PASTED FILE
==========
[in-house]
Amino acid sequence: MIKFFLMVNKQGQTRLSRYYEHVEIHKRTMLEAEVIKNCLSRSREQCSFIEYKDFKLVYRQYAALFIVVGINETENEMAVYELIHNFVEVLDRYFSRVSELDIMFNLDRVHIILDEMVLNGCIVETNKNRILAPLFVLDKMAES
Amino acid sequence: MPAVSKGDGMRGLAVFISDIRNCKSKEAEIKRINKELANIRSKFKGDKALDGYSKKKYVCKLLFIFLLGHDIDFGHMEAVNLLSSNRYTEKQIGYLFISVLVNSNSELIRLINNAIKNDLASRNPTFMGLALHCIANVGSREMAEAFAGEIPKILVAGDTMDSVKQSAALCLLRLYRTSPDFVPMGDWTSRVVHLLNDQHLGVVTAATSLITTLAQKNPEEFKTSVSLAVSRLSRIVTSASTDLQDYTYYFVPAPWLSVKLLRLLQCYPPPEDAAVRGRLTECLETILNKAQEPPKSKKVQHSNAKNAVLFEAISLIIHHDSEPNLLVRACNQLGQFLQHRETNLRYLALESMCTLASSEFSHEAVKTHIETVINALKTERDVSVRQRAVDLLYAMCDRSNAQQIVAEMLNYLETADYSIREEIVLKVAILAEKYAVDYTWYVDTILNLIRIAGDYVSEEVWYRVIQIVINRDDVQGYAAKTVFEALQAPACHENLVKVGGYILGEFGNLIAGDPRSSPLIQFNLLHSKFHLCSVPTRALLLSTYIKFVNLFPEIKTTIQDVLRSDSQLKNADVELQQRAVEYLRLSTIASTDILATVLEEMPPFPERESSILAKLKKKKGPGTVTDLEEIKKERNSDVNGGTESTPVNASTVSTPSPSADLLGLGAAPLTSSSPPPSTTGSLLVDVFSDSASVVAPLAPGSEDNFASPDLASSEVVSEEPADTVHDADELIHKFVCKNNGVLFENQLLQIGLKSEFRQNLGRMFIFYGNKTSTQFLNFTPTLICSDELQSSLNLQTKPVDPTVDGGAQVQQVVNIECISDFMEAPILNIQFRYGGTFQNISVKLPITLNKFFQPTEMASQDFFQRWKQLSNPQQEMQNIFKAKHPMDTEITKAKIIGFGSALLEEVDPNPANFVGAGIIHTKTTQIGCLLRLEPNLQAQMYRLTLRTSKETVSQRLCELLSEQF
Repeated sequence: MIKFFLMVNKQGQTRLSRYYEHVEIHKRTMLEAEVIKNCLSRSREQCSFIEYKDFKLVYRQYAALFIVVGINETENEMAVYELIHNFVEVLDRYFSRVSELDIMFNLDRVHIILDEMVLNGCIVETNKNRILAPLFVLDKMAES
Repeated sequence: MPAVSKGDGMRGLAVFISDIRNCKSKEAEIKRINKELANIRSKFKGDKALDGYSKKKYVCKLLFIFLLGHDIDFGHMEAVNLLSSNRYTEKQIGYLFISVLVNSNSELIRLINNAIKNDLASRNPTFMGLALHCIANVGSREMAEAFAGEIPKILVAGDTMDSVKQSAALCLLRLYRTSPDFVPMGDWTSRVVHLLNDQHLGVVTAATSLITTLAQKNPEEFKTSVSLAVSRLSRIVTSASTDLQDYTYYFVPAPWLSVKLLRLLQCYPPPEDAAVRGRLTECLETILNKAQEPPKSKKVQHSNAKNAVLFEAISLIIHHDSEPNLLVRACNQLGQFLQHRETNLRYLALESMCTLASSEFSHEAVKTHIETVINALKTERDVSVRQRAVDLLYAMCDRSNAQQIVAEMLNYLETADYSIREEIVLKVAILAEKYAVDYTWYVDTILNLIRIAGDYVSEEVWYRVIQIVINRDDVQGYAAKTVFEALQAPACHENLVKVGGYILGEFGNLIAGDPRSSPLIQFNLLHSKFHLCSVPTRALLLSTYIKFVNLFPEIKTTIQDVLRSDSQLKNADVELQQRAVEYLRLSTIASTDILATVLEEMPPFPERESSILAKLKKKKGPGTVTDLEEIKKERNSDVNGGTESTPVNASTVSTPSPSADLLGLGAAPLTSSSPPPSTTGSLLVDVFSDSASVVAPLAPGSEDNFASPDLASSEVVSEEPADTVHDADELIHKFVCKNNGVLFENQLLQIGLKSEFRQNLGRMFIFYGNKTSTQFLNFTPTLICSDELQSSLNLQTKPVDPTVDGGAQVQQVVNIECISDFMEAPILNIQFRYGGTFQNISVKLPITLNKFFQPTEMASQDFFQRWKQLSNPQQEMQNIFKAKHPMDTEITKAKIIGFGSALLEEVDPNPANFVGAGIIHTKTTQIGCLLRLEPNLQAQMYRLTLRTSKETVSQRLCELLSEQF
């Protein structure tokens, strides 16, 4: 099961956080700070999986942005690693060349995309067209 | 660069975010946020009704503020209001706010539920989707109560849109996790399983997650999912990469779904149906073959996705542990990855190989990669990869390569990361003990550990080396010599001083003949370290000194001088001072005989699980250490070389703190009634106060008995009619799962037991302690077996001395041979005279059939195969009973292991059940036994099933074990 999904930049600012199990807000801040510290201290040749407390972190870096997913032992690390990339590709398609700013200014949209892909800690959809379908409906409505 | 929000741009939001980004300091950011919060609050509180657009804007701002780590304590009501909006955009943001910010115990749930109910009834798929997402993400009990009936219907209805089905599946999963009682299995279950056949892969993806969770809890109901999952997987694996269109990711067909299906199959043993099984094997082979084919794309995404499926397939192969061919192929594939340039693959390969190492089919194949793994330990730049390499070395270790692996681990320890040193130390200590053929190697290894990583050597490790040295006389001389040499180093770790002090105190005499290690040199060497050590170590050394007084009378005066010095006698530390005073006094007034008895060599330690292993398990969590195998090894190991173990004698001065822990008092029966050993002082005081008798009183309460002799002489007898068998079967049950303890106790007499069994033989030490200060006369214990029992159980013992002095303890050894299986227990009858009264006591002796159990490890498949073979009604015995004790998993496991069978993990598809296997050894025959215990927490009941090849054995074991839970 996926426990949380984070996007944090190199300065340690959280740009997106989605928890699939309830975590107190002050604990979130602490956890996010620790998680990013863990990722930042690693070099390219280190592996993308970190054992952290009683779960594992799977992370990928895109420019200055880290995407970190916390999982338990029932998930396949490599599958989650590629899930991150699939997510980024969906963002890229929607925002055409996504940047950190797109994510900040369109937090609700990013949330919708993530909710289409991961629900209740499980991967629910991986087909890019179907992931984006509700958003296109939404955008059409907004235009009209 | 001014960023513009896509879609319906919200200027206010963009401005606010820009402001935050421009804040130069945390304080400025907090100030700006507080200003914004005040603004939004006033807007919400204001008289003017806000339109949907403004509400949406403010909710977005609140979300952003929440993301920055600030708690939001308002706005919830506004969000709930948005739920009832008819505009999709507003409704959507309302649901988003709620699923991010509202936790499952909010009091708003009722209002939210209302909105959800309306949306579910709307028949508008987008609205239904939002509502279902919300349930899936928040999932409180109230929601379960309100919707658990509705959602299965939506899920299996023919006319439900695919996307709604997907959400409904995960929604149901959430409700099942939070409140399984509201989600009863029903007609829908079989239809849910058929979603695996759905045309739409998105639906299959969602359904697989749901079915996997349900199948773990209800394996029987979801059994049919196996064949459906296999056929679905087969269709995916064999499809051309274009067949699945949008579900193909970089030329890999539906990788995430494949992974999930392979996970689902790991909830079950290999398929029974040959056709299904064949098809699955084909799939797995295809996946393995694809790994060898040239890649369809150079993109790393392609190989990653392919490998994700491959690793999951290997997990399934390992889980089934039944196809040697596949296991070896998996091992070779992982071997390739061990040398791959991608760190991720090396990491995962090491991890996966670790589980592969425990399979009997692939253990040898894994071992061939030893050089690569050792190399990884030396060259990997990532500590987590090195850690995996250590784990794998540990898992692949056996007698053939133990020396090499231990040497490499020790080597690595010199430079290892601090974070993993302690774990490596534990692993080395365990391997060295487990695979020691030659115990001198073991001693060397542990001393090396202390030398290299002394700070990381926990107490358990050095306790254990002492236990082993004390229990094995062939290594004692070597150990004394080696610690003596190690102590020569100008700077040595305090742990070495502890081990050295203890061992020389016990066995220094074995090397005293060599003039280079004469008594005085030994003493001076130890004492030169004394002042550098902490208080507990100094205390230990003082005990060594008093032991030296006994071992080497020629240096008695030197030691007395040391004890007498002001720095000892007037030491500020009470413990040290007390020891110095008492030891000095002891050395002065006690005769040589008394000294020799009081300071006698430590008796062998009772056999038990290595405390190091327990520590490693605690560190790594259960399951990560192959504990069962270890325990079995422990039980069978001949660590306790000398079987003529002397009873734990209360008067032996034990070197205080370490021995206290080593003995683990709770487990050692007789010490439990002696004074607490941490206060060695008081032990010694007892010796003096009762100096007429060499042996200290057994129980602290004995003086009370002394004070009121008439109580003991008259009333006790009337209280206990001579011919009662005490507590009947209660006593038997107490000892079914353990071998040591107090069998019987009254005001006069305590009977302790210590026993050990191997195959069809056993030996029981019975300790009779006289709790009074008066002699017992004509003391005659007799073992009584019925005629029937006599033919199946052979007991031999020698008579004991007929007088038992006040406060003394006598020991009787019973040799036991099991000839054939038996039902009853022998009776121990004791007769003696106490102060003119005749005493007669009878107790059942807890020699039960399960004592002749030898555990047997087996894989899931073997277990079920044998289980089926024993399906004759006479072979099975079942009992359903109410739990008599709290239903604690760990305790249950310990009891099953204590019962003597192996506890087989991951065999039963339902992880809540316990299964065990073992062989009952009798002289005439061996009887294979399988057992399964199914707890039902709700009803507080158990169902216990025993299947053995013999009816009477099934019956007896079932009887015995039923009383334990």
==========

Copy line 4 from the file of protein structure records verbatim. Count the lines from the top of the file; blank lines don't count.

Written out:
Repeated sequence: MIKFFLMVNKQGQTRLSRYYEHVEIHKRTMLEAEVIKNCLSRSREQCSFIEYKDFKLVYRQYAALFIVVGINETENEMAVYELIHNFVEVLDRYFSRVSELDIMFNLDRVHIILDEMVLNGCIVETNKNRILAPLFVLDKMAES